The Zeugma Mosaic Museum in Gaziantep, Turkey, is the largest mosaic museum in the world, and a wonder even for those who (unlike me) are not obsessed with ancient history and literature.
The museum is filled with art from the ancient town of Zeugma, believed to have been founded by one of Alexander the Great’s generals. Many rooms have been reconstructed in the museum, complete with their mosaics, which show mythological scenes, patterns and flowers, and some unknown faces. And then there's the famous Gypsy Girl (pictured above), named for her dark eyes and hoop earrings, but almost certainly one of Dionysus' maenads.
Carefully arranged across multiple levels, the mosaics are displayed so they can be admired from different angles and rediscovered from various heights. The detailing of the mosaics is exquisite and they are beautifully preserved, with many almost complete.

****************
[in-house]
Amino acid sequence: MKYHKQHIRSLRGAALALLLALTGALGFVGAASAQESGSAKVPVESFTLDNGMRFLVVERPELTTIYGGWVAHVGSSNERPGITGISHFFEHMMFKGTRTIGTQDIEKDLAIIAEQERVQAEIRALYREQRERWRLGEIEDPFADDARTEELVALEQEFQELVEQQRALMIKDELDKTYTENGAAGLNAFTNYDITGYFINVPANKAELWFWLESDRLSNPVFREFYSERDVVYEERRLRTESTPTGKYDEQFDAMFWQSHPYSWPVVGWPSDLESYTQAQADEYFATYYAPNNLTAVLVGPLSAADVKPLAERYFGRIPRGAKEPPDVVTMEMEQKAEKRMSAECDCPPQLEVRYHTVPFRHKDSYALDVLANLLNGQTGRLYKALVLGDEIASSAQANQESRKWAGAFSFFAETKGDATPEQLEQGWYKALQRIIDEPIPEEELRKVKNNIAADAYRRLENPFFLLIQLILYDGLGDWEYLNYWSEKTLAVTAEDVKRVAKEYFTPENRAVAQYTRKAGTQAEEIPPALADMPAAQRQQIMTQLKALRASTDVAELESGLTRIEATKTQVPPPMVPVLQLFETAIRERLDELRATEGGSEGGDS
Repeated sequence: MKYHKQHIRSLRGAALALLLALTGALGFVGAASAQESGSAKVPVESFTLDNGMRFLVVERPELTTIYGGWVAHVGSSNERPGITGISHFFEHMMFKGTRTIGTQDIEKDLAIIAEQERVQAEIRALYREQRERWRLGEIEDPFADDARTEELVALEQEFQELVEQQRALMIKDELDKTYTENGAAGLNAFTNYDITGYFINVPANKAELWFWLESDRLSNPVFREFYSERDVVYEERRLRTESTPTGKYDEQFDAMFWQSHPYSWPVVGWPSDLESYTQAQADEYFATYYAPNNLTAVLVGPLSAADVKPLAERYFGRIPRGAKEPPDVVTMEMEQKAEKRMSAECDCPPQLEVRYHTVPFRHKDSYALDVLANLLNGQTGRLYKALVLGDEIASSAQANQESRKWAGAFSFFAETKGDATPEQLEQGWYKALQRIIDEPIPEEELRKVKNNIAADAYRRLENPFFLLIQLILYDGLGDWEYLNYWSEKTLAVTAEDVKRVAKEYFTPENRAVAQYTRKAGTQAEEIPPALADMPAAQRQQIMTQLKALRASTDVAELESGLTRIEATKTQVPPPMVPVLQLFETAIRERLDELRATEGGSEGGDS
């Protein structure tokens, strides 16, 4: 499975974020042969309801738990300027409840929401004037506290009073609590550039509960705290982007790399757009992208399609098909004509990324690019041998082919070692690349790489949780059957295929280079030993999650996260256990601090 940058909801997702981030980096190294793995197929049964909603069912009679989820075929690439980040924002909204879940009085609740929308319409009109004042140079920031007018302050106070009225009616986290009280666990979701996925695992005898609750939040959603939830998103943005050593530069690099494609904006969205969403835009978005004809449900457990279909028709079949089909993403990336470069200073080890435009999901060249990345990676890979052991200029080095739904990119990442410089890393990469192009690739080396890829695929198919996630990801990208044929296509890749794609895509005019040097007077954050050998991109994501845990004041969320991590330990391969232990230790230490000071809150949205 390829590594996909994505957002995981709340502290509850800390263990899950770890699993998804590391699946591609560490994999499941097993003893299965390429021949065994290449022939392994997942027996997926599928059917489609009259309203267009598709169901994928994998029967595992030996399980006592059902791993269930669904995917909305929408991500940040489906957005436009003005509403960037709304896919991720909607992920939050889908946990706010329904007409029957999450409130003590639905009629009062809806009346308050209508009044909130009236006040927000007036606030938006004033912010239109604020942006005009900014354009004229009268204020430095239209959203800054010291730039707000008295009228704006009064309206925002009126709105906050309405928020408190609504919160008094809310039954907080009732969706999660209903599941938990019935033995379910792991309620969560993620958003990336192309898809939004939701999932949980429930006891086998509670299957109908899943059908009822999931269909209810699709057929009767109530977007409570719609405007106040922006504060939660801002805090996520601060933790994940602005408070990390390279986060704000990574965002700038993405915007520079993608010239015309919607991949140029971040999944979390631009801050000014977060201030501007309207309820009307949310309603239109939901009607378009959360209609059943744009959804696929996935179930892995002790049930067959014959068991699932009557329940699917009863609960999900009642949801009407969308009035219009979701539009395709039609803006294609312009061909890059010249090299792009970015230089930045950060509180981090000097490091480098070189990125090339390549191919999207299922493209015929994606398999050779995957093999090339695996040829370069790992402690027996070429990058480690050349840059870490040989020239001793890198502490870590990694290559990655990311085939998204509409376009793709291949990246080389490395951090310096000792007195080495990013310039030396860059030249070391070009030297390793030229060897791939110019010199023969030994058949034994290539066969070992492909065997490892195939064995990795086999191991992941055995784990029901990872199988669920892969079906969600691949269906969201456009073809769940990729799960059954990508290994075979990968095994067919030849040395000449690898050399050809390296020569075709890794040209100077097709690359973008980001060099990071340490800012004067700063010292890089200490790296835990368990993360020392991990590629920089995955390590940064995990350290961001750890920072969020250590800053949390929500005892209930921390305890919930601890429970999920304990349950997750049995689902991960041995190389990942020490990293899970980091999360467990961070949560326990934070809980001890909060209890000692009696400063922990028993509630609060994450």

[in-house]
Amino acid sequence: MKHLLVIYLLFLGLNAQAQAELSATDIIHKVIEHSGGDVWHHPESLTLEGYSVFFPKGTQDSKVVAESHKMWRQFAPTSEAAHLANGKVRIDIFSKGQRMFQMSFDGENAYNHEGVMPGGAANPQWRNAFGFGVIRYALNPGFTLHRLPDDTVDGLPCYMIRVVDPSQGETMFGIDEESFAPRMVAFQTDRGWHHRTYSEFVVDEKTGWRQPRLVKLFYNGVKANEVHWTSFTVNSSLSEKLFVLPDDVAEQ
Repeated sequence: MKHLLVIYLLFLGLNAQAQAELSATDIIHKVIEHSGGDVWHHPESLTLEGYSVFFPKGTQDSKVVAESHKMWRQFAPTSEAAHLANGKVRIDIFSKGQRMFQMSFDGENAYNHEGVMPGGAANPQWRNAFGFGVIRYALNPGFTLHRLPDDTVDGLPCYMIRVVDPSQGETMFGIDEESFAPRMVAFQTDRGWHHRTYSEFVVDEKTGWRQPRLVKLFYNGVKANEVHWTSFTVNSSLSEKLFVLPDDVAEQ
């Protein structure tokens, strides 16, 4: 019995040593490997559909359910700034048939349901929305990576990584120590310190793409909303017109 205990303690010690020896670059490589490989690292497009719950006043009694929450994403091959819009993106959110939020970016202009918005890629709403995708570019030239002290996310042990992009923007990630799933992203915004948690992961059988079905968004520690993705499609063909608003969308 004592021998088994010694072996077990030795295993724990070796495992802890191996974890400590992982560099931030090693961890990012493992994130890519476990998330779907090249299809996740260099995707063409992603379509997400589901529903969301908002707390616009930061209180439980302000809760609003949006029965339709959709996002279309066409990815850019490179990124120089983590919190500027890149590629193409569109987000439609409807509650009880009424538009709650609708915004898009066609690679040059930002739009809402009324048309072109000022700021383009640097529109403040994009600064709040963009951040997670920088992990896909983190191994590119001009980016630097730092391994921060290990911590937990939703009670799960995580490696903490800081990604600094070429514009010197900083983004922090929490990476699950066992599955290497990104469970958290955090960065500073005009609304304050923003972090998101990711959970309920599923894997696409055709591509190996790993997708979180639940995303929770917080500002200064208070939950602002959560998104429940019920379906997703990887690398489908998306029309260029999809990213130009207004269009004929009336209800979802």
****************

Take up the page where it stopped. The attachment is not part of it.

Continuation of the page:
Walking through the museum also shows the layout of different houses and buildings, including the town baths, and there is other artwork from Zeugma on display. But it is definitely the mosaics that catch and keep the attention of all who visit, keeping the ancient gods alive.
From the old sea gods, to the children of Zeus, many of my old favourites appear on walls and floors, complete with their ubiquitous symbols. Aphrodite emerges fully-grown from her shell, her face unfortunately missing, but her body still sensual, and Demeter wears her crown of wheat.
Poseidon is surrounded by the creatures of the sea, and Dionysos is still carousing, reminding me of all the stories I’ve known for so many years. Seeing the Greek myths so bright and complete reminds me of reading them as a child.
For those who prefer something plainer and symmetrical, there are pretty patterned tiles, of timeless designs. Many adore the unnamed people and other more heroic scenes.
But the ancient goddesses and enduring myths are too close to my heart. I see them and remember the stories, and for a moment, I can look at the world with other eyes.
The Zeugma Mosaic Museum is located in Gaziantep, in Southern Turkey. The museum is usually open from 9am – 7pm during the summer and 10am – 5pm in the winter. The entrance fee is 30 Turkish lira.
Last Updated 16 May 2022